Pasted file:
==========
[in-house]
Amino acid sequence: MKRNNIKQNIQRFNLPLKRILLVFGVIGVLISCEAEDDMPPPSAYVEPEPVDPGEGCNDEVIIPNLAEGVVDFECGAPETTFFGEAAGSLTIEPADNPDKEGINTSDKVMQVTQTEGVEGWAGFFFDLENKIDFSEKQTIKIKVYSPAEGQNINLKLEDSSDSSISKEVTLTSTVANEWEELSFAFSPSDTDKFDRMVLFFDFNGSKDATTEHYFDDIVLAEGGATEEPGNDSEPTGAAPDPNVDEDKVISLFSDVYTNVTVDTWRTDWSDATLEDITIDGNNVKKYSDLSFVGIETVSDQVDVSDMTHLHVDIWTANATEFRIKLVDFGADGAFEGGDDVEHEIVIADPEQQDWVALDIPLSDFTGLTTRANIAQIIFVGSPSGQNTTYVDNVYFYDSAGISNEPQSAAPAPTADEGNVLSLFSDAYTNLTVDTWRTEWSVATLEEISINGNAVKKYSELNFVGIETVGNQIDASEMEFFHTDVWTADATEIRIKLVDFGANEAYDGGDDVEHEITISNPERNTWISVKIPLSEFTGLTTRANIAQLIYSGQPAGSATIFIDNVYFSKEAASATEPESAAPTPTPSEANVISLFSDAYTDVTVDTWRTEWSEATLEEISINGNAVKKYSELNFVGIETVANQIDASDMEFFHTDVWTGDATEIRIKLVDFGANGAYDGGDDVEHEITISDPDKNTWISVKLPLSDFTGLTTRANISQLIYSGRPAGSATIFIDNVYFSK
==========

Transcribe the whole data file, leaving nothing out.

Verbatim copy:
[in-house]
Amino acid sequence: MKRNNIKQNIQRFNLPLKRILLVFGVIGVLISCEAEDDMPPPSAYVEPEPVDPGEGCNDEVIIPNLAEGVVDFECGAPETTFFGEAAGSLTIEPADNPDKEGINTSDKVMQVTQTEGVEGWAGFFFDLENKIDFSEKQTIKIKVYSPAEGQNINLKLEDSSDSSISKEVTLTSTVANEWEELSFAFSPSDTDKFDRMVLFFDFNGSKDATTEHYFDDIVLAEGGATEEPGNDSEPTGAAPDPNVDEDKVISLFSDVYTNVTVDTWRTDWSDATLEDITIDGNNVKKYSDLSFVGIETVSDQVDVSDMTHLHVDIWTANATEFRIKLVDFGADGAFEGGDDVEHEIVIADPEQQDWVALDIPLSDFTGLTTRANIAQIIFVGSPSGQNTTYVDNVYFYDSAGISNEPQSAAPAPTADEGNVLSLFSDAYTNLTVDTWRTEWSVATLEEISINGNAVKKYSELNFVGIETVGNQIDASEMEFFHTDVWTADATEIRIKLVDFGANEAYDGGDDVEHEITISNPERNTWISVKIPLSEFTGLTTRANIAQLIYSGQPAGSATIFIDNVYFSKEAASATEPESAAPTPTPSEANVISLFSDAYTDVTVDTWRTEWSEATLEEISINGNAVKKYSELNFVGIETVANQIDASDMEFFHTDVWTGDATEIRIKLVDFGANGAYDGGDDVEHEITISDPDKNTWISVKLPLSDFTGLTTRANISQLIYSGRPAGSATIFIDNVYFSK